This discourse on the poetics of Derek Walcott offers a comprehensive study and seeks to settle the burning question among western critics as to whether the Nobel Laureate is indeed the muse of Caribbean civilization or just simply a schizophrenic,contradicting himself at every turn.
An icon of the North American and Caribbean ''haute bourgeoisie'',Walcott is a celebrated avatar of the literary scene.Born in St Lucia and educated at University College ,Mona,Jamaica,and having taught at Columbia, Harvard and Boston Universities,the poet looms larger than life as his mythical image keeps growing.
Walcott is writing in the vein of the Homeric and Dantesque poets,and indeed a proper discourse on the St Lucian's work can be reasonably attempted against the backdrop of an ''eclaircisement'' of the old oeuvre of these two great masterpieces.Additionally,utmost consideration must be given to the Aristotelian paradigm and the effectual part it plays in the Walcottian poetics-a poetics which incidentally,has undergone continual metamorphosis.
In the first chapter of her seminal work''Abandoning Dead Metaphors'',Dr Patricia Ismond traces the evolution of the Walcottian canon from the juvenilia[25 Poems,1948],to ''The Star Apple Kingdom'', and ''The Fortunate Traveller'',which she labels''a transitional work of the change to dual residency''.''Another Life'', which is autobiographical, speaks to a formative stage of the poet's work and is marked by his veritable struggle with syntactic formations and constructions that bear the unmistakable mark of rough yet emerging genius;
Verandahs where the pages of the sea
are a book left open by an absent master
in the middle of another life-
I begin here again,
begin until the ocean's
a shut book,and like a bulb
the white moon's filaments wane[c.p., 145].
Walcott clearly understands what Sartre says in ''What is Literature'',that ''the poet's job is always to create the myth of man''.Therefore,the poet's mythopoesis transports him beyond society itself to a mythological realm which only partially reflects or resembles the same society that he is writing about,and it is here that the poet feels more comfortable and powerful,even fulfilled.
What I have assiduously searched for is a point of entry into the Walcott canon which could also serve as a point of reference for this ratiocination.OMEROS provided such a point,for it became the capping stone of his pyramid.This epic phantasmogoria is remarkably a ''tour de force'',a journey through a labyrinth of variegated images,and can be digested as what essentially constitutes excellent craft-what Aristotle calls ''tekhne'' in the Poetics[ix]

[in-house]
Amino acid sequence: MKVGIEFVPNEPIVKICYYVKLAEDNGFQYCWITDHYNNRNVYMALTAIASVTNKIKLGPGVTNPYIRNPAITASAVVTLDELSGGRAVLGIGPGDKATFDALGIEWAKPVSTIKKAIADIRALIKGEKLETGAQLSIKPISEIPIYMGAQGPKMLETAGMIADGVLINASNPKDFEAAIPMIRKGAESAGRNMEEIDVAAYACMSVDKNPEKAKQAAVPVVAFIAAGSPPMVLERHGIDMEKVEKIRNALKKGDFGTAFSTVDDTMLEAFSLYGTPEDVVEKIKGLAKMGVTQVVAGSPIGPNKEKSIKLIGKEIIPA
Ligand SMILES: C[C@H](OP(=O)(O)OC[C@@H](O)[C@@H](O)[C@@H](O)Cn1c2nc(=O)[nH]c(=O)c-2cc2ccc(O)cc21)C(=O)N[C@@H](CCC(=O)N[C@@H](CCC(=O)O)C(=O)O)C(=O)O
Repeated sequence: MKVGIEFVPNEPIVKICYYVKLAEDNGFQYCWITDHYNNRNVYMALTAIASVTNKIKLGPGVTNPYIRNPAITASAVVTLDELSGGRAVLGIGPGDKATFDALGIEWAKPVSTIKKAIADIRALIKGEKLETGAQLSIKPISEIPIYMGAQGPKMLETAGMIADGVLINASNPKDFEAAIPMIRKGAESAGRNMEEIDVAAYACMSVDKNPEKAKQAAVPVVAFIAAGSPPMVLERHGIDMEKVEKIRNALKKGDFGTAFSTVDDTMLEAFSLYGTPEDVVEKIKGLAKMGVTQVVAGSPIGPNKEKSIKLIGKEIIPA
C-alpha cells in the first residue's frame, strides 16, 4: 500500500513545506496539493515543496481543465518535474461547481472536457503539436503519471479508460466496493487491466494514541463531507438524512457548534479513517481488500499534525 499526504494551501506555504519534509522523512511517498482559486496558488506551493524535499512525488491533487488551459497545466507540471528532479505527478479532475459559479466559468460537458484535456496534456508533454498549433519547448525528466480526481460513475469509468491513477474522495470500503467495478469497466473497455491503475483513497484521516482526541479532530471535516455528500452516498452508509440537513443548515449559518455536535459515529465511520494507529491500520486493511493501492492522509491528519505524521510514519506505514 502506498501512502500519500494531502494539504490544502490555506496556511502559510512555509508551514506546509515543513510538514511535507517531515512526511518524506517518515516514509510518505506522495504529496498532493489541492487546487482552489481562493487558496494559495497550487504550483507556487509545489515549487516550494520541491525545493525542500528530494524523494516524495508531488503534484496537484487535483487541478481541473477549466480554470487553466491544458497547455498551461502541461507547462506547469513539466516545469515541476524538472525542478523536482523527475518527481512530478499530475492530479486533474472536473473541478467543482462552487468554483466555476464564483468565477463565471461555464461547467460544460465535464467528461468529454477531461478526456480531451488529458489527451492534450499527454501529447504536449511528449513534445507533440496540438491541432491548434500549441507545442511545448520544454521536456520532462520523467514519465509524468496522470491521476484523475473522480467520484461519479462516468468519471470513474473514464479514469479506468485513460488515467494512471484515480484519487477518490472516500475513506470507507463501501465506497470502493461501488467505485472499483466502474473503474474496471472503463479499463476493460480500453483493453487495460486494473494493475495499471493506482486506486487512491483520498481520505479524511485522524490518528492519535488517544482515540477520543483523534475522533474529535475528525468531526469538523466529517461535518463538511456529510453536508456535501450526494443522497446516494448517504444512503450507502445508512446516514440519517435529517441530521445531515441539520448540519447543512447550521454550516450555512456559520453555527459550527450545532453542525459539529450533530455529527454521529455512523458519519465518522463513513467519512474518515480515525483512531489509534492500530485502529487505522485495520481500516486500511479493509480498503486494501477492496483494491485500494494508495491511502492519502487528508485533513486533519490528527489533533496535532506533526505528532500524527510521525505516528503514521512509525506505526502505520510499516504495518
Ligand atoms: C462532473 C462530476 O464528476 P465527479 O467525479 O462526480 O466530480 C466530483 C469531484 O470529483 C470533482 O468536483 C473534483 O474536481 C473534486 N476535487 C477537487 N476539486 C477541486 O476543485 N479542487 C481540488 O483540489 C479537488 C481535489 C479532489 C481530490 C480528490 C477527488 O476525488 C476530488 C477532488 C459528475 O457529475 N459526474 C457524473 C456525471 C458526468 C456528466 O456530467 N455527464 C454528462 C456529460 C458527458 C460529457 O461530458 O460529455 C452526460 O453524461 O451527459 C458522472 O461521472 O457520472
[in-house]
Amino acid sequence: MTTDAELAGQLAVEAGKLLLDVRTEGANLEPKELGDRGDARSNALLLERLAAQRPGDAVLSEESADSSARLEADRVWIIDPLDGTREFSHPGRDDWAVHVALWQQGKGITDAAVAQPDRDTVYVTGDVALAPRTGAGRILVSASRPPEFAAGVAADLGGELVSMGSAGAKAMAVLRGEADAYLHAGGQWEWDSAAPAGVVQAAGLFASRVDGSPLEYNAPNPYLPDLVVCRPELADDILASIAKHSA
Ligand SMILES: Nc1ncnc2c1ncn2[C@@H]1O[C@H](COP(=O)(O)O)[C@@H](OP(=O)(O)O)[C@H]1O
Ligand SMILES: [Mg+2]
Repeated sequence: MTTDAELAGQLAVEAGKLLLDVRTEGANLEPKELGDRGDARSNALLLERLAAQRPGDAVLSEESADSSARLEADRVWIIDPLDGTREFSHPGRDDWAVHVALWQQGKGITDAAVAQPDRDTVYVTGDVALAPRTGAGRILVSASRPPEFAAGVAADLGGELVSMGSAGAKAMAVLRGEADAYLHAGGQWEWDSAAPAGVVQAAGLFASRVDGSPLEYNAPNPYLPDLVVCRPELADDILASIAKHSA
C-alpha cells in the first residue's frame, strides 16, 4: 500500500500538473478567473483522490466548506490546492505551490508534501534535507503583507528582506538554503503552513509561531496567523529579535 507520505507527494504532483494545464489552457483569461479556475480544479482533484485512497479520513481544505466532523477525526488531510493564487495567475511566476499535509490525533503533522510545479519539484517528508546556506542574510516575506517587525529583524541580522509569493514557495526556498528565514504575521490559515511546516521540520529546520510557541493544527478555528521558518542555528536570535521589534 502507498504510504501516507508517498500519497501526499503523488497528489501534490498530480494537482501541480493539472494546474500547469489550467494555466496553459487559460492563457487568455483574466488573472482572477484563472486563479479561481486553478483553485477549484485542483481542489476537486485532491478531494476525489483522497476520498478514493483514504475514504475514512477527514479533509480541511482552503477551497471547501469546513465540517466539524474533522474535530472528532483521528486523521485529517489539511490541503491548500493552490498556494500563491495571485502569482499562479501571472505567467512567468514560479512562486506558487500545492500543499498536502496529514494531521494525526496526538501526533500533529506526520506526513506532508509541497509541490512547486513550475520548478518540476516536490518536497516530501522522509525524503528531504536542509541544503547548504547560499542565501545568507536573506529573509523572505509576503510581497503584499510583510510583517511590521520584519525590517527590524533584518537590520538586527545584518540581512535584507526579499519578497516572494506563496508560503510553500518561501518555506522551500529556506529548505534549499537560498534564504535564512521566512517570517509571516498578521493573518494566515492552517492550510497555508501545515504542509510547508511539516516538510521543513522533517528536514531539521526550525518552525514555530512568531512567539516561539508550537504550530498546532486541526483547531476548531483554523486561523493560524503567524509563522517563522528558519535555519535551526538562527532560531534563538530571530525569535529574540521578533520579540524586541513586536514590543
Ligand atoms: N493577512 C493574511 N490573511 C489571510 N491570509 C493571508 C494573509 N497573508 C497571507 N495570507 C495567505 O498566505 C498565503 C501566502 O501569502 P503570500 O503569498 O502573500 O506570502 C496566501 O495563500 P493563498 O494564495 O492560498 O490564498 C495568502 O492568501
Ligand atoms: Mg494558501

I have made an attempt to differentiate three distinct categories of metaphors because we are dealing here with different and varied images.These are ;traditionalist metaphors,iconoclastic metaphors and iconogenetic metaphors.This simple classification will make ,no doubt,for easy reference during this thesis.
We turn once again to Dr. Ismond's book''Abandoning Dead Metaphors'' where she makes a distinction between the Old World tradition of metaphors and those from the New World;-
The engagement with the colonizer's tradition is,effectively,
a dialectical one,and it subserves the purpose of exploring and
defining his native world.Of equal importance is the fact that this
interfacing of older tradition and native world is engaged through
metaphor; a dialectical,subsersive argument with the Old World
European tradition of metaphors;and the generation of fresh ones
from his new World setting.
This Old World/New World dichotomy of metaphorical use is one of the chief concerns of Walcott,the poet.It is also an opportunistic window,for the poet finds himself at the veritable crosswords in the changeover from colonialism to a post colonial society of the early 1960's.This becomes new and fertile ground for the ''Adamic'' renaming of metaphors.For Walcott,then,the Old World or traditionalist metaphor,has of necessity,to give way to the iconogenetic and iconoclastic metaphors.
Even though a thin line might separate these two types of metaphors,these are two distinct but sometimes simultaneous movements.An image forming[iconogenetic] metaphor can act by itself,in that it forms new images acting as its own agency.
Whereas the image breaking metaphor[iconoclastic] actually attacks old, established images,tearing them down in the process,its simultaneous action is to formulate new images,thus fulfilling the second stage-i.e;its iconogenetic function.
This is analogous to an incoming wave which firstly,breaks the rocks, then re-shapes them into new forms[images ]over a prolonged period of time.
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